Cardiac Rhythm Management
Articles Articles 2011 August

Clinical Applications of Remote ICD Monitoring: Current Status and Future Directions

1JACOB C. JENTZER, MD and 2JOHN H. JENTZER, MD

1Duke University Medical Center, Durham, NC
2Dixie Regional Medical Center, St. George, UT

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ABSTRACT. Implantable cardioverter-defibrillator and cardiac resynchronization devices are integral for reducing mortality in many heart failure patients. Monitoring of these devices can be facilitated using wireless remote transmission. Remote monitoring can lead to early detection of important events such as device or lead malfunction, pacing abnormalities, arrhythmias, and device-delivered antiarrhythmia therapy. Studies of remote monitoring show a reduction in the response time to clinical events. Remote monitoring may safely reduce the need for frequent office device checks and facilitate triage of device-detected events. Monitoring of several device-detected parameters can predict heart failure decompensation, and interventions based on this information may prevent heart failure hospitalization. Ongoing clinical studies will further elucidate the benefits of an expanding array of remote monitoring possibilities.

KEYWORDS. ambulatory monitoring, artificial cardiac pacing, cardiac arrhythmias, implantable defibrillators, heart failure.

The authors report no conflicts of interest for the published content.
Manuscript submitted May 23, 2011, final version accepted June 6, 2011.

Address correspondence to: John Jentzer, MD, Southwest Cardiology Associates, Dixie Regional Medical Center, 1380 East Medical Center Drive, St. George, UT 84790. E-mail: john.jentzer@imail.org

Introduction

Implantable cardioverter-defibrillators (ICDs) reduce all-cause mortality by preventing sudden death in patients with a history of sustained ventricular arrhythmias1 and in patients with left ventricular (LV) systolic dysfunction at high risk of ventricular arrhythmias.2 Addition of cardiac resynchronization therapy (CRT) to ICDs (CRT-D) via biventricular pacing provides a further reduction in mortality in populations with LV systolic dysfunction, QRS prolongation and moderate-to-severe heart failure (HF) symptoms.3,4 In patients with LV systolic dysfunction, prolonged QRS and mild-to-moderate HF symptoms, CRT-D therapy reduces the incidence of HF hospitalizations, improves indices of LV function and remodeling, and may reduce mortality beyond ICD alone.5 In 2007, over 234,00 ICDs and over 148,000 CRT-Ds were implanted in North America.6 Monitoring of these devices has placed an increasing burden on the electrophysiology device community due to regularly scheduled in-office ICD follow-ups which usually do not result in clinical intervention.7–9 Expert consensus recommends ICD follow-up every 3–6 months,6 but clinically important events between clinic visits may be silent until the next scheduled device interrogation. Remote monitoring (RM) via periodic wireless downloading of device data can provide more frequent surveillance of devices, allowing for early problem identification and clinical intervention.10 RM may safely allow reduced frequency of in-office device checks,9 which could translate into reductions in healthcare costs.11–14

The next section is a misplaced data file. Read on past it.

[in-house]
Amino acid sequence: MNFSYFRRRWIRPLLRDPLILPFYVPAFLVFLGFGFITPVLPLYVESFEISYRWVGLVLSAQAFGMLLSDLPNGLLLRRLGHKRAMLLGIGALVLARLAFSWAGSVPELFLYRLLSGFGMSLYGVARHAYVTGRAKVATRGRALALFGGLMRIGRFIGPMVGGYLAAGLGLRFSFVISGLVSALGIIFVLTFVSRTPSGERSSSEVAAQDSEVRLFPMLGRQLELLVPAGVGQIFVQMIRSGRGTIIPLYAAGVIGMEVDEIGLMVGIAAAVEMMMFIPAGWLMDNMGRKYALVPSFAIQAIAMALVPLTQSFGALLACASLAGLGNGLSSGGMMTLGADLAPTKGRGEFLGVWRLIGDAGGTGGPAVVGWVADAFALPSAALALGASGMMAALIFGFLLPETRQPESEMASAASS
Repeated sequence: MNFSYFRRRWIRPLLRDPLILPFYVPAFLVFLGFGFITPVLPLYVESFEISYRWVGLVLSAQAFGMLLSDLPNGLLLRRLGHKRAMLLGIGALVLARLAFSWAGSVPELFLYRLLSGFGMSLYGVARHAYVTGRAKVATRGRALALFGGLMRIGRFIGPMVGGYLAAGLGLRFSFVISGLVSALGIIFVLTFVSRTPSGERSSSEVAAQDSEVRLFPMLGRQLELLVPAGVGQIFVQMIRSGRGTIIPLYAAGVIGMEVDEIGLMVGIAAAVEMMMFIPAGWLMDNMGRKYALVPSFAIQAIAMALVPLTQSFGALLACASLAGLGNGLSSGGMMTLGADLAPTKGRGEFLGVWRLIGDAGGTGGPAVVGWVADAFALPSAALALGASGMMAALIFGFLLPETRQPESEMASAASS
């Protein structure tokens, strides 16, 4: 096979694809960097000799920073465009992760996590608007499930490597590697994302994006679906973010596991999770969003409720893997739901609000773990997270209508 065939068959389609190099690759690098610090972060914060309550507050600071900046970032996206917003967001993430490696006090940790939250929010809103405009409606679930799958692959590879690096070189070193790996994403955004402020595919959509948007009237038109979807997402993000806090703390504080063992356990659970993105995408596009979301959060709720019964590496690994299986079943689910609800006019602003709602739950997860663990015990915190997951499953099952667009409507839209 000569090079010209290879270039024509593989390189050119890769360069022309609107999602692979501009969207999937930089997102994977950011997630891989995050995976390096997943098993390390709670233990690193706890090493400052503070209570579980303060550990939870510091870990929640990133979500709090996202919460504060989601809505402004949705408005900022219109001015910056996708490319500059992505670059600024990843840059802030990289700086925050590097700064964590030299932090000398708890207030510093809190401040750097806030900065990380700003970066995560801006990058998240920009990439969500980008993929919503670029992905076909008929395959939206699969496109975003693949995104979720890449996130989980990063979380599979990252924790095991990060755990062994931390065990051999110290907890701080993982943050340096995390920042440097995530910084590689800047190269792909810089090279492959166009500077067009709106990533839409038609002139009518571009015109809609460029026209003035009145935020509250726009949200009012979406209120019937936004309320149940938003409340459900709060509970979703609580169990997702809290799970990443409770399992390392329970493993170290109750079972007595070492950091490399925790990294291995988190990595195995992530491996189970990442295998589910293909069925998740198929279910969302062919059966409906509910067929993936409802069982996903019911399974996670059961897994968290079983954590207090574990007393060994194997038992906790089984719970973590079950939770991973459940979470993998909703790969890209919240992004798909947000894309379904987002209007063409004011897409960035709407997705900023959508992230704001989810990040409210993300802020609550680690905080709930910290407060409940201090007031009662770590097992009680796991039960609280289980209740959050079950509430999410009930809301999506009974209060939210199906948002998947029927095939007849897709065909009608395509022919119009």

Remote monitoring basics

RM of ICD and CRT-D devices has become an accepted6 and evolving strategy for device surveillance since its clinical introduction by Biotronik in 2000.15–17 Each major device manufacturer has a proprietary wireless RM system: Biotronik (Lake Oswego,OR) Home Monitoring, Boston Scientific (St. Paul, MN) Latitude, Medtronic (Mounds View, MN) CareLink, and St. Jude (St. Paul, MN)Merlin.net (previously HouseCall Plus). These systems share the capability to transmit device diagnostic information automatically to a local receiver which sends this information transtelephonically to a central server, allowing access by providers who can receive clinical alerts.15–17 Depending on the system, device data can be downloaded automatically each day or downloads may only occur when triggered by the patient or a device alert.16 Remote device reprogramming is not currently available on any of these systems. Further details regarding the technical specifications of the different RM systems are reviewed elsewhere.15–17 Patterned after remote pacemaker monitoring of battery voltage, magnet rate, and current heart rhythm, modern ICD and CRT-D devices monitor a much broader array of parameters. Pacing and shock lead impedance, device-triggered alerts, sensing function, programmed device parameters, percent pacing and sensing in each chamber, and review of detected arrhythmias and therapies with stored or real-time electrograms can be monitored (Table 1).15 Device-based parameters and algorithms for HF monitoring are being developed for incorporation into clinical decision making.18 We hope that this evolving RM armamentarium may translate into better patient outcomes and health care savings.